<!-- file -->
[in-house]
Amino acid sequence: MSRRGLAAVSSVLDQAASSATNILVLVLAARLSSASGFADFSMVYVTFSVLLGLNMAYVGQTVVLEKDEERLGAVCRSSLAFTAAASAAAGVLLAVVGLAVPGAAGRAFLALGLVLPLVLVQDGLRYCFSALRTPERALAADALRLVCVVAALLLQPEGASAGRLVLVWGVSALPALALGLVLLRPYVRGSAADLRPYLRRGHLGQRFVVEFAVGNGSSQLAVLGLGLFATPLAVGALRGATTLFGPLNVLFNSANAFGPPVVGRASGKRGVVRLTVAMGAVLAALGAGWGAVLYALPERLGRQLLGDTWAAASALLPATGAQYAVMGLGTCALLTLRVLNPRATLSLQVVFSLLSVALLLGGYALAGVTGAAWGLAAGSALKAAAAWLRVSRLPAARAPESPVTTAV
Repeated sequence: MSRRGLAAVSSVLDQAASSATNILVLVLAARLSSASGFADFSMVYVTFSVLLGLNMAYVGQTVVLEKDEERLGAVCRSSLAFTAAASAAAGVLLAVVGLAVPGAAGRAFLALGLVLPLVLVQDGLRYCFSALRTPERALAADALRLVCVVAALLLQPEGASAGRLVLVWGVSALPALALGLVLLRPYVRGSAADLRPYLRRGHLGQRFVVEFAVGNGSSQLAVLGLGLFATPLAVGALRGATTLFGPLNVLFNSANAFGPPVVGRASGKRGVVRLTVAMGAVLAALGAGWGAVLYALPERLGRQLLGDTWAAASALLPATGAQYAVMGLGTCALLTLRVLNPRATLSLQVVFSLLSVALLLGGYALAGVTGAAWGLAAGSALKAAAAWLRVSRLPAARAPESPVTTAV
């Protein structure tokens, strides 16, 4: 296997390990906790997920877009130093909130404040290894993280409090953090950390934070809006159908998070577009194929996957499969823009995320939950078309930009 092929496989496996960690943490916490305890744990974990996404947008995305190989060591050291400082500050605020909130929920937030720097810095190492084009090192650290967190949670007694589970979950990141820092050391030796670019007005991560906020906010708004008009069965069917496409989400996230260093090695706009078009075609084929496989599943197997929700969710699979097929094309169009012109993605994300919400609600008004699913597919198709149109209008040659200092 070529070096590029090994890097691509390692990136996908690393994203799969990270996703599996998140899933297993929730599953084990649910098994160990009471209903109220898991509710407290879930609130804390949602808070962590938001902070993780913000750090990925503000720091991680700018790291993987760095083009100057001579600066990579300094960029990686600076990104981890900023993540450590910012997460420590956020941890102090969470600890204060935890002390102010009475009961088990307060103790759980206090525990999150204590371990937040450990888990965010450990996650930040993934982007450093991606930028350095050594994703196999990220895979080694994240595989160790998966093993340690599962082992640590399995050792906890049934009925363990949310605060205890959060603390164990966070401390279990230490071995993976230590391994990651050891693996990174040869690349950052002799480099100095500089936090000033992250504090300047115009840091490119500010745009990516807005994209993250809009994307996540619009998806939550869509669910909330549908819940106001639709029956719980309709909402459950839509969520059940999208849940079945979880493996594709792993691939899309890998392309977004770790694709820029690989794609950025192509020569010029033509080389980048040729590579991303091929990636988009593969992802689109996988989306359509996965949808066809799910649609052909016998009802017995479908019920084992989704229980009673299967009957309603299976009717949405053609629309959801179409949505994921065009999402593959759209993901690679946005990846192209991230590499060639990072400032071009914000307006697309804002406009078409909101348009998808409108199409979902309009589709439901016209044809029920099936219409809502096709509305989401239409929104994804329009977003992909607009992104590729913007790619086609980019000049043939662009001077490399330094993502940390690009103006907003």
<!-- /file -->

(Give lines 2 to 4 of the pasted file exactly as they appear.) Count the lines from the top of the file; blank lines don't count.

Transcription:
Amino acid sequence: MSRRGLAAVSSVLDQAASSATNILVLVLAARLSSASGFADFSMVYVTFSVLLGLNMAYVGQTVVLEKDEERLGAVCRSSLAFTAAASAAAGVLLAVVGLAVPGAAGRAFLALGLVLPLVLVQDGLRYCFSALRTPERALAADALRLVCVVAALLLQPEGASAGRLVLVWGVSALPALALGLVLLRPYVRGSAADLRPYLRRGHLGQRFVVEFAVGNGSSQLAVLGLGLFATPLAVGALRGATTLFGPLNVLFNSANAFGPPVVGRASGKRGVVRLTVAMGAVLAALGAGWGAVLYALPERLGRQLLGDTWAAASALLPATGAQYAVMGLGTCALLTLRVLNPRATLSLQVVFSLLSVALLLGGYALAGVTGAAWGLAAGSALKAAAAWLRVSRLPAARAPESPVTTAV
Repeated sequence: MSRRGLAAVSSVLDQAASSATNILVLVLAARLSSASGFADFSMVYVTFSVLLGLNMAYVGQTVVLEKDEERLGAVCRSSLAFTAAASAAAGVLLAVVGLAVPGAAGRAFLALGLVLPLVLVQDGLRYCFSALRTPERALAADALRLVCVVAALLLQPEGASAGRLVLVWGVSALPALALGLVLLRPYVRGSAADLRPYLRRGHLGQRFVVEFAVGNGSSQLAVLGLGLFATPLAVGALRGATTLFGPLNVLFNSANAFGPPVVGRASGKRGVVRLTVAMGAVLAALGAGWGAVLYALPERLGRQLLGDTWAAASALLPATGAQYAVMGLGTCALLTLRVLNPRATLSLQVVFSLLSVALLLGGYALAGVTGAAWGLAAGSALKAAAAWLRVSRLPAARAPESPVTTAV
């Protein structure tokens, strides 16, 4: 296997390990906790997920877009130093909130404040290894993280409090953090950390934070809006159908998070577009194929996957499969823009995320939950078309930009 092929496989496996960690943490916490305890744990974990996404947008995305190989060591050291400082500050605020909130929920937030720097810095190492084009090192650290967190949670007694589970979950990141820092050391030796670019007005991560906020906010708004008009069965069917496409989400996230260093090695706009078009075609084929496989599943197997929700969710699979097929094309169009012109993605994300919400609600008004699913597919198709149109209008040659200092 070529070096590029090994890097691509390692990136996908690393994203799969990270996703599996998140899933297993929730599953084990649910098994160990009471209903109220898991509710407290879930609130804390949602808070962590938001902070993780913000750090990925503000720091991680700018790291993987760095083009100057001579600066990579300094960029990686600076990104981890900023993540450590910012997460420590956020941890102090969470600890204060935890002390102010009475009961088990307060103790759980206090525990999150204590371990937040450990888990965010450990996650930040993934982007450093991606930028350095050594994703196999990220895979080694994240595989160790998966093993340690599962082992640590399995050792906890049934009925363990949310605060205890959060603390164990966070401390279990230490071995993976230590391994990651050891693996990174040869690349950052002799480099100095500089936090000033992250504090300047115009840091490119500010745009990516807005994209993250809009994307996540619009998806939550869509669910909330549908819940106001639709029956719980309709909402459950839509969520059940999208849940079945979880493996594709792993691939899309890998392309977004770790694709820029690989794609950025192509020569010029033509080389980048040729590579991303091929990636988009593969992802689109996988989306359509996965949808066809799910649609052909016998009802017995479908019920084992989704229980009673299967009957309603299976009717949405053609629309959801179409949505994921065009999402593959759209993901690679946005990846192209991230590499060639990072400032071009914000307006697309804002406009078409909101348009998808409108199409979902309009589709439901016209044809029920099936219409809502096709509305989401239409929104994804329009977003992909607009992104590729913007790619086609980019000049043939662009001077490399330094993502940390690009103006907003």